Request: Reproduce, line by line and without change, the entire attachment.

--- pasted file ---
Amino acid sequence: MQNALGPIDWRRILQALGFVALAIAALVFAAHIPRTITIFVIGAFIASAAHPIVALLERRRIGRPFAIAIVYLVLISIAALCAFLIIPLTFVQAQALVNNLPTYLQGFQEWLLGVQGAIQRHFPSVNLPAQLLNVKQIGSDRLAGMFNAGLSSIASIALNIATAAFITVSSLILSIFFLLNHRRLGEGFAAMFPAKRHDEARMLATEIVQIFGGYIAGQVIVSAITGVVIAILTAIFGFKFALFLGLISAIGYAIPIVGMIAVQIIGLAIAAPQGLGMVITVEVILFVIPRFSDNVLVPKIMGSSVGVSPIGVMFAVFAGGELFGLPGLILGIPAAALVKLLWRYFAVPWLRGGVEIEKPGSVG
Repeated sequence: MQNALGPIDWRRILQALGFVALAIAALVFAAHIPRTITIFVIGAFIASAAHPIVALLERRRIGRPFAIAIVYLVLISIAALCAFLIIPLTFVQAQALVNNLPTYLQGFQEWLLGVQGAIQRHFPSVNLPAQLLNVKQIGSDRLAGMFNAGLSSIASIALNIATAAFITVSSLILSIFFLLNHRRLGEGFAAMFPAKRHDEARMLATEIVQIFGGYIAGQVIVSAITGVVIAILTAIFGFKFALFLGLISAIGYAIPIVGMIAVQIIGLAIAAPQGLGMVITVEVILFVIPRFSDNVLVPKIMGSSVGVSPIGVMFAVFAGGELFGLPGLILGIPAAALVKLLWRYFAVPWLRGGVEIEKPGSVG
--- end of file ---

Amino acid sequence: MQNALGPIDWRRILQALGFVALAIAALVFAAHIPRTITIFVIGAFIASAAHPIVALLERRRIGRPFAIAIVYLVLISIAALCAFLIIPLTFVQAQALVNNLPTYLQGFQEWLLGVQGAIQRHFPSVNLPAQLLNVKQIGSDRLAGMFNAGLSSIASIALNIATAAFITVSSLILSIFFLLNHRRLGEGFAAMFPAKRHDEARMLATEIVQIFGGYIAGQVIVSAITGVVIAILTAIFGFKFALFLGLISAIGYAIPIVGMIAVQIIGLAIAAPQGLGMVITVEVILFVIPRFSDNVLVPKIMGSSVGVSPIGVMFAVFAGGELFGLPGLILGIPAAALVKLLWRYFAVPWLRGGVEIEKPGSVG
Repeated sequence: MQNALGPIDWRRILQALGFVALAIAALVFAAHIPRTITIFVIGAFIASAAHPIVALLERRRIGRPFAIAIVYLVLISIAALCAFLIIPLTFVQAQALVNNLPTYLQGFQEWLLGVQGAIQRHFPSVNLPAQLLNVKQIGSDRLAGMFNAGLSSIASIALNIATAAFITVSSLILSIFFLLNHRRLGEGFAAMFPAKRHDEARMLATEIVQIFGGYIAGQVIVSAITGVVIAILTAIFGFKFALFLGLISAIGYAIPIVGMIAVQIIGLAIAAPQGLGMVITVEVILFVIPRFSDNVLVPKIMGSSVGVSPIGVMFAVFAGGELFGLPGLILGIPAAALVKLLWRYFAVPWLRGGVEIEKPGSVG